This plan may not work, for I now find myself continually thinking about the Aurora Borealis.

Actually, for most of my adult life, I have paid attention to the cyclical pattern of the so-called Northern Lights. There are, by the way, also “Southern Lights” every bit as spectacular called the Aurora Australis. They get less attention because there are no habitations within sight of them.

The reason for my concern is two-fold. First, I liked to anticipate when I could get my children out to see the spectacle. The Auroras base on an 11-year cycle of sunspot activity. The solar flares in the highly active peak of the cycle are what generate the northern lights. When one of the highly charged particles from the solar flare hits a molecule in our atmosphere, it kicks an electron to a higher state. When this unstable isotope returns to normal, it emits energy in the form of a photon, i.e., it makes light.

The highpoint of the last cycle was in 2014, giving us those spectacular views. Alternative energy research and legislation, by the way, follows the same cycle. We are now on the down side, a situation that has excited me for most of my adult life. Some recent research has demonstrated I was being completely silly.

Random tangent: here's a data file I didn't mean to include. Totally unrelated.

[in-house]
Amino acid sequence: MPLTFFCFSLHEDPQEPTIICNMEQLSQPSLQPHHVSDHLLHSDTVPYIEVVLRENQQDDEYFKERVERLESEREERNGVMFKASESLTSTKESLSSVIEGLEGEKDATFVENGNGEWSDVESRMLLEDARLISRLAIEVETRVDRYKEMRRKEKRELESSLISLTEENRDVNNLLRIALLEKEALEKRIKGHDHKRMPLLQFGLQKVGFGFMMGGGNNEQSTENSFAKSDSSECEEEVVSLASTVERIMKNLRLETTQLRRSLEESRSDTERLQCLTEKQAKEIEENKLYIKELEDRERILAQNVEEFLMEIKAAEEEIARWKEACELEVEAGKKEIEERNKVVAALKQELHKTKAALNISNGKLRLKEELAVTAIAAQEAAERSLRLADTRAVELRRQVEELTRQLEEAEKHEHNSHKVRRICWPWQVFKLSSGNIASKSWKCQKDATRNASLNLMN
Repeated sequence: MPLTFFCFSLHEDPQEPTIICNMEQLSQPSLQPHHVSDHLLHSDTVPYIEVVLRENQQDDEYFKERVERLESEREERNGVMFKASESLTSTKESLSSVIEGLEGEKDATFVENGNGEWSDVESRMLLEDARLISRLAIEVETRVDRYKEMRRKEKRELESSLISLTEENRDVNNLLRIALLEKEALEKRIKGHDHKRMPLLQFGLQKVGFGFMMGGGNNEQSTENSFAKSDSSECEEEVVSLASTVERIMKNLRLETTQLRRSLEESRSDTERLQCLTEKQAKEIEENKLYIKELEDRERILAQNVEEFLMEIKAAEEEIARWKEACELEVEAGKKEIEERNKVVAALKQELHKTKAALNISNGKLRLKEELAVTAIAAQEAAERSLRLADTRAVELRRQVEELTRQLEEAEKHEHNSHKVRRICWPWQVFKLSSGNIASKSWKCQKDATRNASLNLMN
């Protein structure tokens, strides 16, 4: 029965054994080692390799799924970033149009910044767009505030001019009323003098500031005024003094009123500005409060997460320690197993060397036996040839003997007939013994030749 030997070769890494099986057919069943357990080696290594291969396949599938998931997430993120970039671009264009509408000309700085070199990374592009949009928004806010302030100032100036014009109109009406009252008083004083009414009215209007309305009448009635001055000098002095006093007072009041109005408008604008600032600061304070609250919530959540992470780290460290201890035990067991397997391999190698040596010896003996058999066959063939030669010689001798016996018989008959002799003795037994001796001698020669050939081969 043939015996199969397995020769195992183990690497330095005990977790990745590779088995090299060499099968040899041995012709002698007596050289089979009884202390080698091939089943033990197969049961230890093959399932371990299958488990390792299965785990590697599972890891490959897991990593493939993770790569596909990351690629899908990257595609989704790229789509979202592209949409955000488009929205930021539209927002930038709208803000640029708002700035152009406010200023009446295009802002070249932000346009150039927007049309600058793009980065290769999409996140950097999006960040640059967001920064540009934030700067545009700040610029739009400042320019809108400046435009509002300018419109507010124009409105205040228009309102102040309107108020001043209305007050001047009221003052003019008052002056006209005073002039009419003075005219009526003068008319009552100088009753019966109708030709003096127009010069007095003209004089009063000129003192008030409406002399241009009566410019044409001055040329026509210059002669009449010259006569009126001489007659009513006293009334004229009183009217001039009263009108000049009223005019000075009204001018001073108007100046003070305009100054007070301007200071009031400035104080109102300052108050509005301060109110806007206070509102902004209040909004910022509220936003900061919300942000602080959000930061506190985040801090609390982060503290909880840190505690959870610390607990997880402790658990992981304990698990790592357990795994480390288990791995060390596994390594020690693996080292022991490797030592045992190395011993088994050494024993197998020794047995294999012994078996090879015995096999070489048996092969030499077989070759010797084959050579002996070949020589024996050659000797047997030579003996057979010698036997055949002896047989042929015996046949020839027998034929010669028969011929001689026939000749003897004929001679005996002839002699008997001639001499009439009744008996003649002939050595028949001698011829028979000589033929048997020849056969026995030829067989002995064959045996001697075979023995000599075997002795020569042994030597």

The second reason for my attention to the sunspot cycle has to do with my favorite gamebird — the ruffed grouse. Population peaks and crashes of the partridge seem to follow the same schedule as the sunspot activity. The explanation I learned as a youngster is that increased sun activity yields earlier, wetter springs. These conditions, especially the wet, do not favor high hatch rates and good brood survival for the grouse. When the sunspots decline, grouse numbers increase.

I was happy. This explained the grouse cycle and let me anticipate the good years. I taught the lore to my children. Then some darned biologist in the University of Stirling in Scotland found out it was all baloney. Peter Hudson was doing research on grouse populations around the world, for they are all on the same cycle whether it is ptarmigan or ruffed grouse. What he proved conclusively is that the 11-year cycle occurs because of intestinal parasites! As populations increase, the worms can spread easier, infected birds do not survive the winter, and the populations decline — as do the worms at that point. According to the research, the eternal correspondence with sunspot activity and northern lights is strictly coincidental.

This is really annoying. Now when I look at the sunspot cycle to predict when the grouse will peak and how much wood I will need for winter, I will know that the wildlife business is simply coincidental. Hopefully, they will determine that the parasitic worm’s population swings are based on sunspots. Otherwise who knows what I might start dreaming next!

Bob Henke writes a weekly outdoors column for The Post-Star.